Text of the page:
The Politics of Race, Class and Special Education
The selected works of Sally Tomlinson
In the World Library of Educationalists series, international experts themselves compile career-long collections of what they judge to be their finest pieces â€“ extracts from books, key articles, salient research findings, major theoretical and practical contributions â€“ so the world can read them in a single manageable volume. Readers will be able to follow the themes and strands and see how their work contributes to the development of the field.
Professor Sally Tomlinson brings together 12 of her key writings in one place, including chapters from her best-selling books and articles from leading journals.
In this landmark publication she reviews and recounts the history and development of her research and writing over 30 years that is concerned with the politics of education systems, especially special education, and the place of social classes and ethnic and racial minorities in the systems.
Social class, race and gender have historically always been essential markers in deciding who would receive a minimum or inferior education and thus fail to obtain whatever were currently acceptable qualifications. Definitions of the â€˜less ableâ€™ or ineducable were based on beliefs in the biological and cultural inferiority of lower social classes, racial and immigrant groups. Professor Tomlinsonâ€™s aim in her work has always been to introduce sociological, historical and political perspectives into an area dominated by psychological, administrative and technical views and to explain how the individual â€˜problemsâ€™ were connected to wider social structures and policies. This unique collection illustrates the development of Professor Tomlinsonâ€™s thinking over the course of her long and esteemed career.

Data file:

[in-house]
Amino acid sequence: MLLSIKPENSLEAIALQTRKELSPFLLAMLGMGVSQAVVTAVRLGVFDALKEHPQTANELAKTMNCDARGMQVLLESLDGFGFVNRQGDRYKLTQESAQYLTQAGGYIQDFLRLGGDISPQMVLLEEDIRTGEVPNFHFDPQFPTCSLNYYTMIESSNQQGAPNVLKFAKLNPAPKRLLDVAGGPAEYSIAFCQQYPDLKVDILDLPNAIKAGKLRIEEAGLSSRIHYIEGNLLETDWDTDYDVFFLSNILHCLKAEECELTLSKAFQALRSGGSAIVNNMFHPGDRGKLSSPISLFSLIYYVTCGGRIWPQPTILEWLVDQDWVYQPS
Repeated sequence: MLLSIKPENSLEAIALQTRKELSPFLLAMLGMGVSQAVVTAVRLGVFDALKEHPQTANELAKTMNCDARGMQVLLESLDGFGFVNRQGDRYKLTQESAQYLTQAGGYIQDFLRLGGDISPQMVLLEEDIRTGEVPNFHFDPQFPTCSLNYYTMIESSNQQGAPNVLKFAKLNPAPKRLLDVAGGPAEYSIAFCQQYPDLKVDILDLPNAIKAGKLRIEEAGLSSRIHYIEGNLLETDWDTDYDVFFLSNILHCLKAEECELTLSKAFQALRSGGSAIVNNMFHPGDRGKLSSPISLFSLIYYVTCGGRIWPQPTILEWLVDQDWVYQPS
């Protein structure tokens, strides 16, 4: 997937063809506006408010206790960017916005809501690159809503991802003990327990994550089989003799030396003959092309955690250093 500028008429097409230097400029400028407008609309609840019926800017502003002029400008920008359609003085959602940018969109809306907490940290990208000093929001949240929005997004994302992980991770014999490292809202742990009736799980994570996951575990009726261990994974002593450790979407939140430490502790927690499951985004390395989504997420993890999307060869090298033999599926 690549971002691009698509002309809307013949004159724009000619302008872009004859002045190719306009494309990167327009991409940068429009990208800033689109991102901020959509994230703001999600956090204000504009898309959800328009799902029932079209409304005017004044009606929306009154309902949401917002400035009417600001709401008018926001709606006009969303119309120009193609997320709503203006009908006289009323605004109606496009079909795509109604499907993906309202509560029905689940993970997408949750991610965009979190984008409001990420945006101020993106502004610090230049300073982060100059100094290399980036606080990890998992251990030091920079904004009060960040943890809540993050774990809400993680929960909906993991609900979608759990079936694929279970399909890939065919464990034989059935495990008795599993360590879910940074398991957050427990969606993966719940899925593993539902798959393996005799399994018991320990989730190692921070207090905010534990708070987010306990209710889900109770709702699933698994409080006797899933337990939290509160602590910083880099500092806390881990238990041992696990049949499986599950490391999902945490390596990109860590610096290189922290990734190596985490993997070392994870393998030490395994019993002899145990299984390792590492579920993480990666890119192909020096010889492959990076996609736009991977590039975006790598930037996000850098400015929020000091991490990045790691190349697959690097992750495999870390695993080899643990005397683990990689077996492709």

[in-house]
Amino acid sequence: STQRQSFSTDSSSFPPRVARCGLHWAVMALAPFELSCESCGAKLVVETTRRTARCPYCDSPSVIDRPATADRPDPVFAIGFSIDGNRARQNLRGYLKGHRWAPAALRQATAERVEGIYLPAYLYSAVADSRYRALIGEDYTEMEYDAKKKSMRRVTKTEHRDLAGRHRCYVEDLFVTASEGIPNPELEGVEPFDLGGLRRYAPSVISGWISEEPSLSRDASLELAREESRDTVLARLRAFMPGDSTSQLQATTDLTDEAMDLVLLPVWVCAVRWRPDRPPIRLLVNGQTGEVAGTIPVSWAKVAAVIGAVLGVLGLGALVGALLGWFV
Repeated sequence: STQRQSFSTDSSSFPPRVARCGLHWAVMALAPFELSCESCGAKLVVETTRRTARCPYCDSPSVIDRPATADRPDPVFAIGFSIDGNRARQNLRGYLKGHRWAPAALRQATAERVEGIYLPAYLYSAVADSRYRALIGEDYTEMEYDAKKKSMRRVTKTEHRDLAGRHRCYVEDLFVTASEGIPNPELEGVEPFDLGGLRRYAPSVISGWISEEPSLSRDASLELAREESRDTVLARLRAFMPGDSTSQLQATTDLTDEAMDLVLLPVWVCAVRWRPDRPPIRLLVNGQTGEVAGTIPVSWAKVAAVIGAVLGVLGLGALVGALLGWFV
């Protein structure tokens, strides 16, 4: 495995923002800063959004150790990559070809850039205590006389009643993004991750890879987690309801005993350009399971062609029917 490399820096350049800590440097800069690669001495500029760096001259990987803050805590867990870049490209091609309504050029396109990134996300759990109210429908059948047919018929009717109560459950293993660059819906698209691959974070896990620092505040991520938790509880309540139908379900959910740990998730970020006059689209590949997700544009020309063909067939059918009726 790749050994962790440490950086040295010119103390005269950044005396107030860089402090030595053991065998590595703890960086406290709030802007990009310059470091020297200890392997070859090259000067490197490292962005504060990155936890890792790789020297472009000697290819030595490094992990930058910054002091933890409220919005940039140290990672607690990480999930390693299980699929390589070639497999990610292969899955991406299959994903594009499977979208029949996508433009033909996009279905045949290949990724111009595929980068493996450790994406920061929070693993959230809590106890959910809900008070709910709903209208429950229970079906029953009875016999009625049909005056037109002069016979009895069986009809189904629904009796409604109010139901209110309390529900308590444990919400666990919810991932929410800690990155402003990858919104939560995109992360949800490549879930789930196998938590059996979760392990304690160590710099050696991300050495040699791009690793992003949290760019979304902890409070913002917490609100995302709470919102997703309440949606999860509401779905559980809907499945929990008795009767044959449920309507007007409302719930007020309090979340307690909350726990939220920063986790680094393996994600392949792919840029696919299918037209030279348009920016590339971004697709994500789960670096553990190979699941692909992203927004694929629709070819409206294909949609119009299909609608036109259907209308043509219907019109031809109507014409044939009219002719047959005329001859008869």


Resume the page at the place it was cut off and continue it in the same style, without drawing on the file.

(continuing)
Table of Contents
1. Introduction: A Sociological perspective 2. Class Analysis and Colonial Immigrants 3. A Sociology of Special Education. 4. The expansion of special Education 5 Conflicts and Dilemmas for Professionals in special education. 6 The Irresistible rise of the SEN industry 7 The Radical-Structuralist view of special education 8 Race and special education 9 The British national identity 10 Educational reforms-ideologies and visions 11 Home-School links 12 Education in a Post-welfare society 13 Low Attainers in a global knowledge economy 14 Disability in Somaliland
Sally Tomlinson is Emeritus Professor at Goldsmiths College, University of London, and Honorary Research Fellow in the Department of Education, University of Oxford.
Information about her and a complete list of her published work can be found at www.stomlinson.net.
"This book is an excellent read and has much to teach researchers in both the sociology of education and those in inclusive or special education. The former will learn that there is a whole other universe out there; a shadow industry that mops up the mess created by their own. The latter will learn how to think more critically and more broadly about that shadow industry; helping them to realise that the object of their inquiry is an artefact of 'deliberate decisions by people who have the power to make the decisions.'" - Linda J. Graham, Queensland University of Technology, International Journal on School Disaffection
"A a comprehensive anthology that reveals the intersections among education, social class, race, and politics ... this book can function as a practical resource book for scholars and practitioners seeking to gain an international perspective on how economics, race, and politics contribute to the expansion of special education and the worldwide marginalization of ethnic minority students." â€”Teachers College Record